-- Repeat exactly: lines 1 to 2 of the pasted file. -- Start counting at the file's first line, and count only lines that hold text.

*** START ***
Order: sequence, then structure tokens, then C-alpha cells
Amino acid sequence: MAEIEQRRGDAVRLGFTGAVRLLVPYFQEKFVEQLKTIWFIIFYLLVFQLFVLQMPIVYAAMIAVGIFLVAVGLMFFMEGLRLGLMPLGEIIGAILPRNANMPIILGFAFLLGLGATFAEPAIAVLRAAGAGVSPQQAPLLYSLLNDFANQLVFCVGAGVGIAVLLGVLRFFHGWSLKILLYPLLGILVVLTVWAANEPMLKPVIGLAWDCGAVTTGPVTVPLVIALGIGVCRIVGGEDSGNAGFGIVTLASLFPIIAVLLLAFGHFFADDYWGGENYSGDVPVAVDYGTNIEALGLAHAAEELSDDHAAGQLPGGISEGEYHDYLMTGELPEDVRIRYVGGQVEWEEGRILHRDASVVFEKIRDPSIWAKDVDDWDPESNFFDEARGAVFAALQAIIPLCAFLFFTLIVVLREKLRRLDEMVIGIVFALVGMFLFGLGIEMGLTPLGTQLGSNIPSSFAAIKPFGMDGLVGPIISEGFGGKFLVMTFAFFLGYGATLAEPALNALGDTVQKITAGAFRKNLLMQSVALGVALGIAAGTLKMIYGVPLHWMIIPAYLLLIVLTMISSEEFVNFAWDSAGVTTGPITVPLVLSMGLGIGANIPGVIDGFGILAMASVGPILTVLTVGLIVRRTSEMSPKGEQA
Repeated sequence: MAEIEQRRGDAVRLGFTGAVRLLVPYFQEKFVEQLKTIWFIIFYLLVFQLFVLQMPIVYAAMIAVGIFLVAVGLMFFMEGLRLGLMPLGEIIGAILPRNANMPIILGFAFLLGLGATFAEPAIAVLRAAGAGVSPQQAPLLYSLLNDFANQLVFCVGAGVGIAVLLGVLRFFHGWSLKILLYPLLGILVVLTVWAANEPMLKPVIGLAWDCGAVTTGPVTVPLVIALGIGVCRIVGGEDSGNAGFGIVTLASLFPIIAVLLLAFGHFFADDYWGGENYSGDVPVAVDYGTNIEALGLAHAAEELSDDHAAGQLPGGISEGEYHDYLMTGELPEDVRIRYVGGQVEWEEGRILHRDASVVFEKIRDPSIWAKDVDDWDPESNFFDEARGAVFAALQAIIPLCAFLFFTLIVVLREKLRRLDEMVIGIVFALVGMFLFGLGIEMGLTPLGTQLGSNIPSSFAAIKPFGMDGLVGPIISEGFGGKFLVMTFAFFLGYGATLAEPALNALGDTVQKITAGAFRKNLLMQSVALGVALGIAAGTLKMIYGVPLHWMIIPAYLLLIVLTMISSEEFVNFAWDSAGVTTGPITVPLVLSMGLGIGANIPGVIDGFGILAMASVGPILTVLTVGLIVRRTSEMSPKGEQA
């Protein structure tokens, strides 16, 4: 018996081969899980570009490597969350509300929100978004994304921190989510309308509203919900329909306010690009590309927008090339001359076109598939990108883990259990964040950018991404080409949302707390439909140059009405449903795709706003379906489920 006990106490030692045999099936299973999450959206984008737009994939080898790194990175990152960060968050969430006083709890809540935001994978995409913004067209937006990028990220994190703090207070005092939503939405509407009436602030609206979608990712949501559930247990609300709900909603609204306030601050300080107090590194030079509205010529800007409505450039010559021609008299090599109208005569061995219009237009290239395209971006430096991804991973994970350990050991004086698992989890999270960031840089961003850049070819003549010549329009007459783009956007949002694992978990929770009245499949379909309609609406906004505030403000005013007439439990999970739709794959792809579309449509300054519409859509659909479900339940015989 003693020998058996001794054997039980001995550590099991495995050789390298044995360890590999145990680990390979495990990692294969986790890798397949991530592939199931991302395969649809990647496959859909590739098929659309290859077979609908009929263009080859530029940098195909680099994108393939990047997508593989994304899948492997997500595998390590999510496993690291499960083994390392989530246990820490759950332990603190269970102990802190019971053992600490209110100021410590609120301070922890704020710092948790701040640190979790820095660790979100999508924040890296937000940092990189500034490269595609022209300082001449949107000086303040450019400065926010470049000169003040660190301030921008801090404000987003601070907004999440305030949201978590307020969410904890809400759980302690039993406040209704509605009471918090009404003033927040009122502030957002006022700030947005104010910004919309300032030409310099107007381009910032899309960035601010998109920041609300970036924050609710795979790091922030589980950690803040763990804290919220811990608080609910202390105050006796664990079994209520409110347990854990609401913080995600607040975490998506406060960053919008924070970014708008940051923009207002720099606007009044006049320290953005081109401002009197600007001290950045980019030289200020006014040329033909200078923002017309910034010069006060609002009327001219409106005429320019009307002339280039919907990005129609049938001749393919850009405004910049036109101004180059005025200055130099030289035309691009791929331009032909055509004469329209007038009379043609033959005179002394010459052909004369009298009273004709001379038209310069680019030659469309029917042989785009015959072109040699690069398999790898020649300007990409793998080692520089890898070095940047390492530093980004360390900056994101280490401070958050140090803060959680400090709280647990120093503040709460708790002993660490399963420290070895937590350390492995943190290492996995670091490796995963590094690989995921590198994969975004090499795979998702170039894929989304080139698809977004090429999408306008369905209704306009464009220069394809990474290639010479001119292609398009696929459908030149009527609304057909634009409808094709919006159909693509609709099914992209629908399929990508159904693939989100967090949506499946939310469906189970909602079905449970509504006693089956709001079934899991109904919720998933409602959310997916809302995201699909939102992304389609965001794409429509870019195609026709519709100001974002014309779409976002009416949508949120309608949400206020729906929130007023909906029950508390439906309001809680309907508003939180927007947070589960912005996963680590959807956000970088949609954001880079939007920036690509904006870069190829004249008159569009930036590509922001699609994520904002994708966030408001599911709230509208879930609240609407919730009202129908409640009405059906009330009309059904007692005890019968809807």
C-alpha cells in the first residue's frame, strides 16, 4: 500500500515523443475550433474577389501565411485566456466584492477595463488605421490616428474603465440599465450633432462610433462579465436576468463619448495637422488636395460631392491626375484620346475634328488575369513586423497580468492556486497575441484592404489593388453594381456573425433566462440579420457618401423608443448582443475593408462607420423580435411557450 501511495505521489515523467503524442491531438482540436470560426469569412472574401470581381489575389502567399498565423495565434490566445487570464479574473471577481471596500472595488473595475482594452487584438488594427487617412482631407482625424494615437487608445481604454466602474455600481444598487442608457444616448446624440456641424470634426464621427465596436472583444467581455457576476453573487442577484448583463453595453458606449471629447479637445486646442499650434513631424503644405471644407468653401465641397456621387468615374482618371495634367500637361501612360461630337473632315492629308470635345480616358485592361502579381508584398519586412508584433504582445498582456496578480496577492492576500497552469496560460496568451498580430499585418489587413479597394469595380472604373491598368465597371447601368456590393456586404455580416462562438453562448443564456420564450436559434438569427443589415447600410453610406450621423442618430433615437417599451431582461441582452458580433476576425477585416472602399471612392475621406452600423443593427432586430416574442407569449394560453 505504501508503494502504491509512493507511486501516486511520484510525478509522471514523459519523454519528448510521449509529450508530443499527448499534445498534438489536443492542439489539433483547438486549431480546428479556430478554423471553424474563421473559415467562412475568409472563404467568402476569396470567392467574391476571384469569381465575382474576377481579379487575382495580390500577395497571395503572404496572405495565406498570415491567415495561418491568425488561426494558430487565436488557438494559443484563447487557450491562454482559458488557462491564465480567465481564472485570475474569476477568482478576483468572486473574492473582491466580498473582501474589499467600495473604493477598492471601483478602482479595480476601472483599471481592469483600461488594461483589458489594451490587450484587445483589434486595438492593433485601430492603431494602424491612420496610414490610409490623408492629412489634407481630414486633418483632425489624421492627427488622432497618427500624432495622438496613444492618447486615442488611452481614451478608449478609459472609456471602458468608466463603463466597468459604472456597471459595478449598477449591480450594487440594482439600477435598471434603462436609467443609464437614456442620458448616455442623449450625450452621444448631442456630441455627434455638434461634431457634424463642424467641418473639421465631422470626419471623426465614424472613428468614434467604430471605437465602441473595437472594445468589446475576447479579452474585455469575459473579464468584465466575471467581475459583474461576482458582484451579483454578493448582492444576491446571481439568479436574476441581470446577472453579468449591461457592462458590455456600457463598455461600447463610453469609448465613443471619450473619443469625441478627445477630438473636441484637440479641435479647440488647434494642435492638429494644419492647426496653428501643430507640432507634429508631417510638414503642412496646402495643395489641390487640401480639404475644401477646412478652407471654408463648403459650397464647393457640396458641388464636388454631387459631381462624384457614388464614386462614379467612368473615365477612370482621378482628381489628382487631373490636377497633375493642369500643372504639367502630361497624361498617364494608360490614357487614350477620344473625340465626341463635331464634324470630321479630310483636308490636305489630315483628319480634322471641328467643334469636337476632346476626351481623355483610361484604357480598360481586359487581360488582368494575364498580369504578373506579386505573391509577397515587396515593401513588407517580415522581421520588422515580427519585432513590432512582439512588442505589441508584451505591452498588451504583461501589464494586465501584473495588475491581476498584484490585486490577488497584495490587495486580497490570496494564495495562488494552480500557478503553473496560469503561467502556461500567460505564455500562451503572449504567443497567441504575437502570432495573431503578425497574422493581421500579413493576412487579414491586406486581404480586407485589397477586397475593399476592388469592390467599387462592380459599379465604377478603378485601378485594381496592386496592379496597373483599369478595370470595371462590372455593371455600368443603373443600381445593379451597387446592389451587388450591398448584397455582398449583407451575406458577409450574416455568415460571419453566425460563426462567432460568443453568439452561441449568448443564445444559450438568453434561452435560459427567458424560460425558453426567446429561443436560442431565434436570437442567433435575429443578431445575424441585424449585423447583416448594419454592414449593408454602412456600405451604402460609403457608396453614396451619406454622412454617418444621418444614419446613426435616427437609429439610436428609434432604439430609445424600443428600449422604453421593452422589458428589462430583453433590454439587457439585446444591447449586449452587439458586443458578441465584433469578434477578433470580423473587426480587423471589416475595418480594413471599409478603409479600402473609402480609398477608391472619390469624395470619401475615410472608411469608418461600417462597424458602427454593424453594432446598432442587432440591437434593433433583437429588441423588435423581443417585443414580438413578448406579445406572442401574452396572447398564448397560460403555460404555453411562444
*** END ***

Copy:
Order: sequence, then structure tokens, then C-alpha cells
Amino acid sequence: MAEIEQRRGDAVRLGFTGAVRLLVPYFQEKFVEQLKTIWFIIFYLLVFQLFVLQMPIVYAAMIAVGIFLVAVGLMFFMEGLRLGLMPLGEIIGAILPRNANMPIILGFAFLLGLGATFAEPAIAVLRAAGAGVSPQQAPLLYSLLNDFANQLVFCVGAGVGIAVLLGVLRFFHGWSLKILLYPLLGILVVLTVWAANEPMLKPVIGLAWDCGAVTTGPVTVPLVIALGIGVCRIVGGEDSGNAGFGIVTLASLFPIIAVLLLAFGHFFADDYWGGENYSGDVPVAVDYGTNIEALGLAHAAEELSDDHAAGQLPGGISEGEYHDYLMTGELPEDVRIRYVGGQVEWEEGRILHRDASVVFEKIRDPSIWAKDVDDWDPESNFFDEARGAVFAALQAIIPLCAFLFFTLIVVLREKLRRLDEMVIGIVFALVGMFLFGLGIEMGLTPLGTQLGSNIPSSFAAIKPFGMDGLVGPIISEGFGGKFLVMTFAFFLGYGATLAEPALNALGDTVQKITAGAFRKNLLMQSVALGVALGIAAGTLKMIYGVPLHWMIIPAYLLLIVLTMISSEEFVNFAWDSAGVTTGPITVPLVLSMGLGIGANIPGVIDGFGILAMASVGPILTVLTVGLIVRRTSEMSPKGEQA